Dr. Mann was a lead author on the Observed Climate Variability and Change chapter of the Intergovernmental Panel on Climate Change (IPCC) Third Scientific Assessment Report in 2001 and was organizing committee chair for the National Academy of Sciences Frontiers of Science in 2003. He has received a number of honors and awards including NOAA's outstanding publication award in 2002 and selection by Scientific American as one of the fifty leading visionaries in science and technology in 2002. He contributed, with other IPCC authors, to the award of the 2007 Nobel Peace Prize. He was awarded the Hans Oeschger Medal of the European Geosciences Union in 2012 and was awarded the National Conservation Achievement Award for science by the National Wildlife Federation in 2013. He made Bloomberg News' list of fifty most influential people in 2013. In 2014, he was named Highly Cited Researcher by the Institute for Scientific Information (ISI) and received the Friend of the Planet Award from the National Center for Science Education. He is a fellow of the American Geophysical Union, the American Meteorological Society, and the American Association for the Advancement of Science. He is also a co-founder of the award-winning science website realclimate.org.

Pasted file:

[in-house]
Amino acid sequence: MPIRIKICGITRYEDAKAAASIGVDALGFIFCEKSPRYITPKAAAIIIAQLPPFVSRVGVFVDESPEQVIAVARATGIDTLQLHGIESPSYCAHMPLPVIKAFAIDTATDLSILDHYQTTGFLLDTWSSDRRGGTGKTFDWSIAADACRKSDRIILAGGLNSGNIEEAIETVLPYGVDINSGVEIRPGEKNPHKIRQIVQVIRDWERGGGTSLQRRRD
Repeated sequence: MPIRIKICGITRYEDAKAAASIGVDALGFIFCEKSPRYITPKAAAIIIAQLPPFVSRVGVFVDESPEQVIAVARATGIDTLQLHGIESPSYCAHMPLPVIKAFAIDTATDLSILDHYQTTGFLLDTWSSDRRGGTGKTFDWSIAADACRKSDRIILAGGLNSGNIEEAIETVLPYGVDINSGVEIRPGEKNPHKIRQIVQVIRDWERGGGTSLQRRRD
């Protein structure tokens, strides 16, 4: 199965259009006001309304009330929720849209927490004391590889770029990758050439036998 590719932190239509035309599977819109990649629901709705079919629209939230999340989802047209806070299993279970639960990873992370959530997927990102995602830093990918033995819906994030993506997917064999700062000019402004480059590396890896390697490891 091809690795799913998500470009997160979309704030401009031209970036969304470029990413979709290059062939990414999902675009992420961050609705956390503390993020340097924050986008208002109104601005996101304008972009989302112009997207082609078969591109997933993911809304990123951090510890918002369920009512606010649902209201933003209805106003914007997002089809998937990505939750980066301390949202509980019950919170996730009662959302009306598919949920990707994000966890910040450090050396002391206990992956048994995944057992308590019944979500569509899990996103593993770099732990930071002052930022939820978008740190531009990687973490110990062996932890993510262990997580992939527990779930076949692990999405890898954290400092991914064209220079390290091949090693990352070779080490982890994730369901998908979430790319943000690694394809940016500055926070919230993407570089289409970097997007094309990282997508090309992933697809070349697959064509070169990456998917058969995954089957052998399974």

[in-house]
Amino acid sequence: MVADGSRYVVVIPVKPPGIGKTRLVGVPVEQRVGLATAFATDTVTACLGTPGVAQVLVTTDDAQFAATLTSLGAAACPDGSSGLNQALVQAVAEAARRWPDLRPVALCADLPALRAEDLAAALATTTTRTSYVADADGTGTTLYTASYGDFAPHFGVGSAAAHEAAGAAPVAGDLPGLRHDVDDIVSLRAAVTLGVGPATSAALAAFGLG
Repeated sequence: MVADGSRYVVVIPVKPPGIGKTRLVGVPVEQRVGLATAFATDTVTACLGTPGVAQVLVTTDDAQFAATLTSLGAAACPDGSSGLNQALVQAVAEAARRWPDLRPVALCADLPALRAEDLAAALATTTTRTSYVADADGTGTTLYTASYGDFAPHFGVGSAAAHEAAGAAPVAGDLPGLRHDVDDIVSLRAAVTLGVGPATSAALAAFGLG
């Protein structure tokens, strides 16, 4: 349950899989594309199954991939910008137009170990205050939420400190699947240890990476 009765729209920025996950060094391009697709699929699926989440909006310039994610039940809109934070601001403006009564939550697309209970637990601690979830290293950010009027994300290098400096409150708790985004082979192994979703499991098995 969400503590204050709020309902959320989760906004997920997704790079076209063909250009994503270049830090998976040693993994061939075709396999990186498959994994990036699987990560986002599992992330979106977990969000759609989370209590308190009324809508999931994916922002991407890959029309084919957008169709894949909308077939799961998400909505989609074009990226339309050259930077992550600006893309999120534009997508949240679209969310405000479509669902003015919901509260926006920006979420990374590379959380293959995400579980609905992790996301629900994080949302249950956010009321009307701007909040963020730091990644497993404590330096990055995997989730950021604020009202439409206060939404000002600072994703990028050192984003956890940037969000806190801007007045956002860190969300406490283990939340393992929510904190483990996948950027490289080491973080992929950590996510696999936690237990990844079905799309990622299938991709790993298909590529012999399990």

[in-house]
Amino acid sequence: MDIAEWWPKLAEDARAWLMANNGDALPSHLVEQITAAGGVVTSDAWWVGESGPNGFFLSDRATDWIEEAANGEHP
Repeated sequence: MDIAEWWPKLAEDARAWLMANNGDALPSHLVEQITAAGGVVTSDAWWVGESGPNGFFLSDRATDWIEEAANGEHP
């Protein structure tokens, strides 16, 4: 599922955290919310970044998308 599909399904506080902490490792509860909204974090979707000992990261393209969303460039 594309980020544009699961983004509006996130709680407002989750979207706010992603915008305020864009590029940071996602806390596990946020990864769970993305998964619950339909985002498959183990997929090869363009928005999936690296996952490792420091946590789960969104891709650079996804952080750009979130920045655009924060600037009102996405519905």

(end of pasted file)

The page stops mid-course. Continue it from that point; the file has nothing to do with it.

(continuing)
Dr. Mann is author of more than 200 peer-reviewed and edited publications, and has published three books including Dire Predictions: Understanding Climate Change, The Hockey Stick and the Climate Wars: Dispatches from the Front Lines, and most recently, The Madhouse Effect with Washington Post editorial cartoonist Tom Toles.